This is not to say that her political career has been free from controversy and criticism. She was Secretary of State when the attack on US consulate in Benghazi, Libya, took place in September 2012, which left four Americans dead including a US ambassador. At the congressional hearing she took responsibility for security failure while maintaining that she had not received any requests for increase in security beforehand.

This year a Hollywood movie called “13 Hours: The Secret Soldiers of Benghazi” will be released which covers the events of the attack and shows the lack of urgency and competence shown by the political and military bureaucracy as they failed to send reinforcements in time. Last year, just before her candidacy announcement she was accused of breaching federal rules and protocols for using her private email account for official business.

Since then she has handed over around 30,000 emails to the State Department for investigation. In recent weeks, her past role in the cover up of her husband’s sex scandal has also hurt her female vote bank, votes that were unquestionably hers from the start. Hillary, who lost Iowa caucus to Obama in 2008, could very well lose to Sanders this time around.

Bernie Sanders, a self-proclaimed Socialist Democrat, is not new to American politics either. He has been serving as US Senator from Vermont as an independent since 2007, the longest tenure of an independent in US congressional history. He has gained immense popularity amongst the youth due to his anti-establishment line.

He currently enjoys an 11 point lead with the under 35 voters against Clinton. He wants heavier taxes on the top 1% along with the idea to break up the bigger banks and tougher regulations on Wall Street. Sanders’ campaign is solely surviving on donations rather than corporate and Wall Street money, a fact which only solidifies his voter’s belief and trust in him about tax and Wall Street reform policies. He is anti-war while also serving on the Senate Standing Committee on Veteran’s Affairs.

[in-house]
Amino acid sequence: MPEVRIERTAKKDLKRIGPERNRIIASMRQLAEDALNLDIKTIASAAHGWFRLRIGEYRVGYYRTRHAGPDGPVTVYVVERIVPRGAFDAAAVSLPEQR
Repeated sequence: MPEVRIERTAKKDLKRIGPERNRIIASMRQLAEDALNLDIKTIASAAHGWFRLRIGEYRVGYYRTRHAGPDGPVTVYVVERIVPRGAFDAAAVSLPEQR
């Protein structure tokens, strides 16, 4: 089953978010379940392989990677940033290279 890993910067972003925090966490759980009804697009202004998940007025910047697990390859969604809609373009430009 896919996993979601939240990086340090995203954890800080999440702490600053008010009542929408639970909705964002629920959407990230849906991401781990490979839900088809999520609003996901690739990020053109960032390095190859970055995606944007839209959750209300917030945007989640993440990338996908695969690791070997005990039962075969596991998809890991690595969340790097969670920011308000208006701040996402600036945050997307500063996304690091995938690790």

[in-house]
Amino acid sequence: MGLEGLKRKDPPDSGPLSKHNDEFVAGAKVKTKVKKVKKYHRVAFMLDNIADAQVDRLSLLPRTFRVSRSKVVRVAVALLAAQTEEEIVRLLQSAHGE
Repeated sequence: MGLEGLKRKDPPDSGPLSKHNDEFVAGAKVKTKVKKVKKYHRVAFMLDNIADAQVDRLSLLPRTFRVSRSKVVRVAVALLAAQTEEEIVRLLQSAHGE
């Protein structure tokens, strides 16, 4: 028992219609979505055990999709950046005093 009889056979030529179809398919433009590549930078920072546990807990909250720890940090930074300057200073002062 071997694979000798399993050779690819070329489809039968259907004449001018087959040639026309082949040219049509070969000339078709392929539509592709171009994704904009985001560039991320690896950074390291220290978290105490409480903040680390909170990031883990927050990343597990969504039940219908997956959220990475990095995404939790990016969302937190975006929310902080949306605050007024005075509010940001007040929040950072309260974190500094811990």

Sander’s also supports stronger provisions on gun control although Hillary also blames him for voting in favour of the NRA on multiple occasions. During the debates he has chosen to stay away from controversial topics such as Hillary’s email scandal and the most recent questions about her husband’s past transgressions, rather he likes to remain on topic and discuss real issues.

The election season is in full swing and it is too soon to call but it will probably come down to a contest between either Hillary or Sanders against Trump, where Trump’s style of ill-informed rhetoric and outlandish buffoonery will simply not fly. Getting endorsements from the likes of Sarah Palin should not take him too close to office either. Obama has been able to tie off some loose ends before he leaves.

As promised he has removed a significant amount of troops from Iraq and Afghanistan. He has introduced a new medical insurance plan (Obamacare). He was able to get gay marriage legalised countrywide. He has taken executive action on gun control after a very deadly year for gun related violence. During the end of last year, there were signs from the White House that Guantanamo Bay Prison may be closed through an executive order. The economy has improved and for the first time since 2008 interest rates have risen. At the same time there exists a very real and dangerous terrorism threat from ISIS. The Iran nuclear deal has just been implemented while tensions with Russia remain.

In his last State of the Union address Obama said that instability would continue in the Middle East, Africa, and Afghanistan and Pakistan region for at least another decade. Recent attacks in this region only solidify this notion. So whoever wins this year has some big shoes to fill while he or she will have to make tough domestic and foreign policy decisions in the future. Let’s just hope and pray that it is not Trump!